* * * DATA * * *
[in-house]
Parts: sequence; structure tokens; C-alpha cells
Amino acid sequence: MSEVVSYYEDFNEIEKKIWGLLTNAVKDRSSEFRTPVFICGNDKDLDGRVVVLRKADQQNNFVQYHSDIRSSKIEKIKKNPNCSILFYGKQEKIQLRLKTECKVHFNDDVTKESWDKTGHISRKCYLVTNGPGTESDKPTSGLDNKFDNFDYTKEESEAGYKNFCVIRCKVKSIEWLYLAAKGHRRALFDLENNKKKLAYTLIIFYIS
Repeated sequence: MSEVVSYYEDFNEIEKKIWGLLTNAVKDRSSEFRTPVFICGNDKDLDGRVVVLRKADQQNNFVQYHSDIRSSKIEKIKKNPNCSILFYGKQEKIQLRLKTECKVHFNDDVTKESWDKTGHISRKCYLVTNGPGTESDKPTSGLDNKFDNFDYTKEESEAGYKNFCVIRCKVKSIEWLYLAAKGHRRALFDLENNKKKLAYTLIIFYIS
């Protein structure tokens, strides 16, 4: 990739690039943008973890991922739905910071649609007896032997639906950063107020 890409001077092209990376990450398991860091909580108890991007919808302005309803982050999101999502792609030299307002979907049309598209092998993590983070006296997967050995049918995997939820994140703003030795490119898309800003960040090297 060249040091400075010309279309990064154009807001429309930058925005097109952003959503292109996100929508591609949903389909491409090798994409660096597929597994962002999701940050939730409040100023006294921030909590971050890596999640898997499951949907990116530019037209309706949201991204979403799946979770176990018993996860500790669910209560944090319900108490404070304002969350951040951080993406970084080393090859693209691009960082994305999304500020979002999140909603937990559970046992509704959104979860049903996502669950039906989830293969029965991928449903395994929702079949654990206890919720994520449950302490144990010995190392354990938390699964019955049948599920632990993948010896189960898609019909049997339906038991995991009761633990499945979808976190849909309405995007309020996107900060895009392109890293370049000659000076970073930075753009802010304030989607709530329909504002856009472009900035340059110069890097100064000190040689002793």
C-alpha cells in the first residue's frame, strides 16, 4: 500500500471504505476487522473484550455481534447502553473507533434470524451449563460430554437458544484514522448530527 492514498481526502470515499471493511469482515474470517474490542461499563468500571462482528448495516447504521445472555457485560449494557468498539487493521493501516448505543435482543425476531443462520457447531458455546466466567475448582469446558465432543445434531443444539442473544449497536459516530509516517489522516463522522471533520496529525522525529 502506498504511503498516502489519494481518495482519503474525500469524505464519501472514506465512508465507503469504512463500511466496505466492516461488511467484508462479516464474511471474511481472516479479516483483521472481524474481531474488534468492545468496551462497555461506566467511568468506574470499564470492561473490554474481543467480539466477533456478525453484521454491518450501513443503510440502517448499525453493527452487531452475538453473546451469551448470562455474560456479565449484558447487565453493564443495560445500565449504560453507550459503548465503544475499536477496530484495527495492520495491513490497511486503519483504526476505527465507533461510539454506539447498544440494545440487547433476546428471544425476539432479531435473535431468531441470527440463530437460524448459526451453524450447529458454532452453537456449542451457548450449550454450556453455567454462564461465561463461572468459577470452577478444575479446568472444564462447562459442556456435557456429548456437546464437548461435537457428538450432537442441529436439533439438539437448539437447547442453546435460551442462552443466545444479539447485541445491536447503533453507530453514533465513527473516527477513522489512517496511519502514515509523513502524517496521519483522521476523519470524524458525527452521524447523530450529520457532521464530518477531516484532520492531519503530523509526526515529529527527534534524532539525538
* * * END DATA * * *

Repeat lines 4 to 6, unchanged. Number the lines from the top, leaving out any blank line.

Repeated sequence: MSEVVSYYEDFNEIEKKIWGLLTNAVKDRSSEFRTPVFICGNDKDLDGRVVVLRKADQQNNFVQYHSDIRSSKIEKIKKNPNCSILFYGKQEKIQLRLKTECKVHFNDDVTKESWDKTGHISRKCYLVTNGPGTESDKPTSGLDNKFDNFDYTKEESEAGYKNFCVIRCKVKSIEWLYLAAKGHRRALFDLENNKKKLAYTLIIFYIS
């Protein structure tokens, strides 16, 4: 990739690039943008973890991922739905910071649609007896032997639906950063107020 890409001077092209990376990450398991860091909580108890991007919808302005309803982050999101999502792609030299307002979907049309598209092998993590983070006296997967050995049918995997939820994140703003030795490119898309800003960040090297 060249040091400075010309279309990064154009807001429309930058925005097109952003959503292109996100929508591609949903389909491409090798994409660096597929597994962002999701940050939730409040100023006294921030909590971050890596999640898997499951949907990116530019037209309706949201991204979403799946979770176990018993996860500790669910209560944090319900108490404070304002969350951040951080993406970084080393090859693209691009960082994305999304500020979002999140909603937990559970046992509704959104979860049903996502669950039906989830293969029965991928449903395994929702079949654990206890919720994520449950302490144990010995190392354990938390699964019955049948599920632990993948010896189960898609019909049997339906038991995991009761633990499945979808976190849909309405995007309020996107900060895009392109890293370049000659000076970073930075753009802010304030989607709530329909504002856009472009900035340059110069890097100064000190040689002793």
C-alpha cells in the first residue's frame, strides 16, 4: 500500500471504505476487522473484550455481534447502553473507533434470524451449563460430554437458544484514522448530527 492514498481526502470515499471493511469482515474470517474490542461499563468500571462482528448495516447504521445472555457485560449494557468498539487493521493501516448505543435482543425476531443462520457447531458455546466466567475448582469446558465432543445434531443444539442473544449497536459516530509516517489522516463522522471533520496529525522525529 502506498504511503498516502489519494481518495482519503474525500469524505464519501472514506465512508465507503469504512463500511466496505466492516461488511467484508462479516464474511471474511481472516479479516483483521472481524474481531474488534468492545468496551462497555461506566467511568468506574470499564470492561473490554474481543467480539466477533456478525453484521454491518450501513443503510440502517448499525453493527452487531452475538453473546451469551448470562455474560456479565449484558447487565453493564443495560445500565449504560453507550459503548465503544475499536477496530484495527495492520495491513490497511486503519483504526476505527465507533461510539454506539447498544440494545440487547433476546428471544425476539432479531435473535431468531441470527440463530437460524448459526451453524450447529458454532452453537456449542451457548450449550454450556453455567454462564461465561463461572468459577470452577478444575479446568472444564462447562459442556456435557456429548456437546464437548461435537457428538450432537442441529436439533439438539437448539437447547442453546435460551442462552443466545444479539447485541445491536447503533453507530453514533465513527473516527477513522489512517496511519502514515509523513502524517496521519483522521476523519470524524458525527452521524447523530450529520457532521464530518477531516484532520492531519503530523509526526515529529527527534534524532539525538